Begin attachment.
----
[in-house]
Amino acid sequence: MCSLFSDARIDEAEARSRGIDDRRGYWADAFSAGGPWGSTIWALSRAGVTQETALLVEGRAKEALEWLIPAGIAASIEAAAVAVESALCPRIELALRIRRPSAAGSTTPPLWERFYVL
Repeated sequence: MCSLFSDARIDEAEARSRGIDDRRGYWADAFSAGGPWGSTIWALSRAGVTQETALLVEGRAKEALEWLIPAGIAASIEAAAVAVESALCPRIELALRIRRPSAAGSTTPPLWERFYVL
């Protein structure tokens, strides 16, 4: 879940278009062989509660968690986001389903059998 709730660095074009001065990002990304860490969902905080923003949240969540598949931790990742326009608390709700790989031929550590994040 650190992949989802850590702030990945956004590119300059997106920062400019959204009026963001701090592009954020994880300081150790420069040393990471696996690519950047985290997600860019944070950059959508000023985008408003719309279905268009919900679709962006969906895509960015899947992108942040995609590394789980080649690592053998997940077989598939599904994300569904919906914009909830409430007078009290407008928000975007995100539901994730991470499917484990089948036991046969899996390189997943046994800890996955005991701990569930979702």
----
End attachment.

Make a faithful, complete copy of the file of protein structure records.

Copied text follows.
[in-house]
Amino acid sequence: MCSLFSDARIDEAEARSRGIDDRRGYWADAFSAGGPWGSTIWALSRAGVTQETALLVEGRAKEALEWLIPAGIAASIEAAAVAVESALCPRIELALRIRRPSAAGSTTPPLWERFYVL
Repeated sequence: MCSLFSDARIDEAEARSRGIDDRRGYWADAFSAGGPWGSTIWALSRAGVTQETALLVEGRAKEALEWLIPAGIAASIEAAAVAVESALCPRIELALRIRRPSAAGSTTPPLWERFYVL
């Protein structure tokens, strides 16, 4: 879940278009062989509660968690986001389903059998 709730660095074009001065990002990304860490969902905080923003949240969540598949931790990742326009608390709700790989031929550590994040 650190992949989802850590702030990945956004590119300059997106920062400019959204009026963001701090592009954020994880300081150790420069040393990471696996690519950047985290997600860019944070950059959508000023985008408003719309279905268009919900679709962006969906895509960015899947992108942040995609590394789980080649690592053998997940077989598939599904994300569904919906914009909830409430007078009290407008928000975007995100539901994730991470499917484990089948036991046969899996390189997943046994800890996955005991701990569930979702």